We had learned upon arrival in Winnipeg that not only was the Folklorama festival an ongoing concern during our stay, but that the Canada Games were also just wrapping up. What luck! Summer in Canada is pure magic for this type of stuff. Summer in a place like Winnipeg that gets about a week of reasonably warm weather is unadulterated crack rock. I managed to snap up some tickets to the Women’s Volleyball Gold Medal game for $15 a pop online, so our plan for the day in Winnipeg consisted of:
- Go to the gym (Sandra’s request/demand)
- Get to the volleyball game
After the gym it was brunch time. Sandra did a quick phone check and found a place called Clementine Cafe was very nearby. When she said the name, I immediately remembered reading a headline in a newspaper back at Rushing River lent to me by a fellow camper from Winnipeg about this place! It was being nominated for some kind of “greatest restaurant ever, always” award. Funny how travel and life can work like that -- it was just a bizarre coincidence that I’d read about this place two days prior as being a lovely spot, and now we search for a place near the gym and up it comes! I’m not much of a fatalist, but I definitely take these moments as “we definitely need to do this” moments. Although the wait for seating could have been shorter, we had a lovely meal at the Clementine Cafe and would recommend it to anybody looking for a reasonably-priced and very tasty brunch! I had the Turkish Eggs and a Tamarind & Lemongrass soda, and Sandra had the Duck Chilaquiles and a Matcha Latte. Delightful!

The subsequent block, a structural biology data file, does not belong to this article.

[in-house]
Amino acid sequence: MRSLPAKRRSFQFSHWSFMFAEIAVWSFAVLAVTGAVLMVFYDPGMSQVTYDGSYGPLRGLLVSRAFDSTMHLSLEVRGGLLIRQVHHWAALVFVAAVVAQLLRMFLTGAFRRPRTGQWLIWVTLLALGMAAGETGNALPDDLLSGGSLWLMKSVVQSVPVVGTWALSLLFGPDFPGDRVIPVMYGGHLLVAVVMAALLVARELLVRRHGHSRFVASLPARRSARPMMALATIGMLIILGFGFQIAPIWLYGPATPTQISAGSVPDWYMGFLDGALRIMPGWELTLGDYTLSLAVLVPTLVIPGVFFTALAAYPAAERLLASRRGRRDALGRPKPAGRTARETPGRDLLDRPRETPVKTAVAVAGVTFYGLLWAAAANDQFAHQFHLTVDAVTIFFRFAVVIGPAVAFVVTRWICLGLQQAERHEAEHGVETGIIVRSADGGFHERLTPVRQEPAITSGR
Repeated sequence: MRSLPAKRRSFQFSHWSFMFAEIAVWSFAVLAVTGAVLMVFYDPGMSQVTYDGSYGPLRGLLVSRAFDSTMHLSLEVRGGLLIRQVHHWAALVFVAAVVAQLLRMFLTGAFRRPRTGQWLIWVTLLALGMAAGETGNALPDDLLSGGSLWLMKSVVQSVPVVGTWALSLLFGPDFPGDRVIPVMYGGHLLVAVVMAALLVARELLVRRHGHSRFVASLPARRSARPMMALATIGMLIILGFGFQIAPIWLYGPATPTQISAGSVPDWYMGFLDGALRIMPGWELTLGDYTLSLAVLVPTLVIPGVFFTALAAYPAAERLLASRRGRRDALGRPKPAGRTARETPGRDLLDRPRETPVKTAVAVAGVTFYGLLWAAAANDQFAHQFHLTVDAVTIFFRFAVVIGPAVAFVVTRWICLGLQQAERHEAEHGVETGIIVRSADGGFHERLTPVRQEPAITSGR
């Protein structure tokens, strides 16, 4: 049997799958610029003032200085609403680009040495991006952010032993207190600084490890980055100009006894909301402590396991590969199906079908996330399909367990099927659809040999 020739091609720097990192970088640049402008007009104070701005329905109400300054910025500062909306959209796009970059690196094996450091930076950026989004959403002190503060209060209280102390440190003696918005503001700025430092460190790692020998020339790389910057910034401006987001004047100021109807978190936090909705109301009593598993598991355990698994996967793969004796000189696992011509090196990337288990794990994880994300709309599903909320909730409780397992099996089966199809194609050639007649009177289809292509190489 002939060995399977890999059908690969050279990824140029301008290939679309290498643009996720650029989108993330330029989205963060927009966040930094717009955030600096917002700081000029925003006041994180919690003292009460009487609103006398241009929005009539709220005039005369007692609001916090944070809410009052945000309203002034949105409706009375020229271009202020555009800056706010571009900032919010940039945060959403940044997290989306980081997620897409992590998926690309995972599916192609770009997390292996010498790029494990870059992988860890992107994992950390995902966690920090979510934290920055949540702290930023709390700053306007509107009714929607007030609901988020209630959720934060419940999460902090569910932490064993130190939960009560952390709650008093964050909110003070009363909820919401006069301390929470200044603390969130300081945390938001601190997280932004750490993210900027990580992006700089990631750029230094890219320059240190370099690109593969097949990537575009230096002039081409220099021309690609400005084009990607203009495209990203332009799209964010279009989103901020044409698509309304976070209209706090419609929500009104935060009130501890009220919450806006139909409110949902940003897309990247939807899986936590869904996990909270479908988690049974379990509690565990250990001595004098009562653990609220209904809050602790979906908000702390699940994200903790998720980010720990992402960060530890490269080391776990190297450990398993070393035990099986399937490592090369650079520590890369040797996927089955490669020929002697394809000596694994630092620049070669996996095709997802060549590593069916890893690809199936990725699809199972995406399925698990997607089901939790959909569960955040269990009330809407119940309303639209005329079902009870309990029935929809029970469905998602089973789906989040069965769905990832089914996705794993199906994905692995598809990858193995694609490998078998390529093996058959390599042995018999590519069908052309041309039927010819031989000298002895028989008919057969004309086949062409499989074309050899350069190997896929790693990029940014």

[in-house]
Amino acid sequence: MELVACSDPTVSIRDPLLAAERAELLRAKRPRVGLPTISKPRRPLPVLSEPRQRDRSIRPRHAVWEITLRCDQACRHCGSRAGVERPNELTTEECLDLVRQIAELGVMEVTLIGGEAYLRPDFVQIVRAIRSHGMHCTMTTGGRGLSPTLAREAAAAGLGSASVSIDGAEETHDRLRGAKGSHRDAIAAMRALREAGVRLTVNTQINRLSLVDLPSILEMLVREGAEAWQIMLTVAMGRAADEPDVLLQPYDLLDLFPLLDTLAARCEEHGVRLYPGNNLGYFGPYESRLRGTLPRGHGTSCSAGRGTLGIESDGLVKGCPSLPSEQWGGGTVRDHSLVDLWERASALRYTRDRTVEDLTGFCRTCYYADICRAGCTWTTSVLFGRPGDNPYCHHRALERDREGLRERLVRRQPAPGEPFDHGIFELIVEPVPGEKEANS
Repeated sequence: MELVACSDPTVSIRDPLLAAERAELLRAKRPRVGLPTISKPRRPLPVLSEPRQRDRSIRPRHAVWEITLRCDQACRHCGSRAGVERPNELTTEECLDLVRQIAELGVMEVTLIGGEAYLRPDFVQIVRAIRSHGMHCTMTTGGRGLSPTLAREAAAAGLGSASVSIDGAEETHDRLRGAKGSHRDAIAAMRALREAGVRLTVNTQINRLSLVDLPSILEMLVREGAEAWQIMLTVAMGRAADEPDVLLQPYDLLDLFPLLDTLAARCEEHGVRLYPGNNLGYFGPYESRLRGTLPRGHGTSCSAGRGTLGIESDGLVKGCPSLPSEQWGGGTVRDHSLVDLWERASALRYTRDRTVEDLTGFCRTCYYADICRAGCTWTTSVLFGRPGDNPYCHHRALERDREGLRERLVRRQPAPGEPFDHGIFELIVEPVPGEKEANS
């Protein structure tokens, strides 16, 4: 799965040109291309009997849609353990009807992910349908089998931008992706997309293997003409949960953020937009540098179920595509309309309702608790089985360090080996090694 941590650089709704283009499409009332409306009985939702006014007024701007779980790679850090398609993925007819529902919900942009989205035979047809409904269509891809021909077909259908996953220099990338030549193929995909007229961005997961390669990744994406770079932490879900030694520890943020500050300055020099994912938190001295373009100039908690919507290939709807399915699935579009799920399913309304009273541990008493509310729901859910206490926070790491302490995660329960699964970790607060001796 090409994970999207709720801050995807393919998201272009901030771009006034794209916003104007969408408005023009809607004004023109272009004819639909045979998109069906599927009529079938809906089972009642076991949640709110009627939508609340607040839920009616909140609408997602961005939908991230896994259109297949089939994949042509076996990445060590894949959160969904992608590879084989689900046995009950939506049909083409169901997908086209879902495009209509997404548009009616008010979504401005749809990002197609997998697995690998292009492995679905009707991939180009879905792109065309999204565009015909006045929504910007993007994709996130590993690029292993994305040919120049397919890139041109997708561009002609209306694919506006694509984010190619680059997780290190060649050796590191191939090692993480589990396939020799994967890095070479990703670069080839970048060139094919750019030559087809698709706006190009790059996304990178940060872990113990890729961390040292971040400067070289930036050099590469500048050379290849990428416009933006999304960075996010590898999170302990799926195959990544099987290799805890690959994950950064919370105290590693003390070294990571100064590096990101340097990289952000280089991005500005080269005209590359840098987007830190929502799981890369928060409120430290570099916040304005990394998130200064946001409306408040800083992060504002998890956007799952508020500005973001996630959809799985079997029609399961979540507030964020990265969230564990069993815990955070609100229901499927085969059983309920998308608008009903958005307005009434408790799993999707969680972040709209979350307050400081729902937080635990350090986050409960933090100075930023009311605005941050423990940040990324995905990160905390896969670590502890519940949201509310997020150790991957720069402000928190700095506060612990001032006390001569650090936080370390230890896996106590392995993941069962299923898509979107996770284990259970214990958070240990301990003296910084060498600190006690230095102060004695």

By the time we’d gotten finished with all of this mid-morning business it wasn’t long until the volleyball game! We arrived a respectable thirty minutes before game start. At least, I thought it was respectable. It became evident that there was an issue when we were instructed to walk to "the end of the line" to wait for entry to the facility. As we began the march, it became evident that this was the snakiest snake line that ever has snaked. The crux of the problem was that the Bronze Medal game was still ongoing (and continued until about thirty minutes after our game was scheduled to start!), so effectively a number of people equal to the entire capacity of the arena was waiting in a single file line that wrapped alongside the building, twice back and forth across the length of the parking lot, and then around a corner (we couldn’t see how far it ended up going back because the line was eventually obscured by cars!). There were murmurs of “they’ve oversold the event!” and “there’s no way they have this many seats!”. A young child laid face down on the hot pavement in confused protest. My concern was that even if they did have enough seats, it’d take them an hour or more to get us all inside! Eventually the line started moving, and we realized upon entry that they weren’t checking tickets at all. Makes a lot of sense when you have to fill the arena as quickly as possible!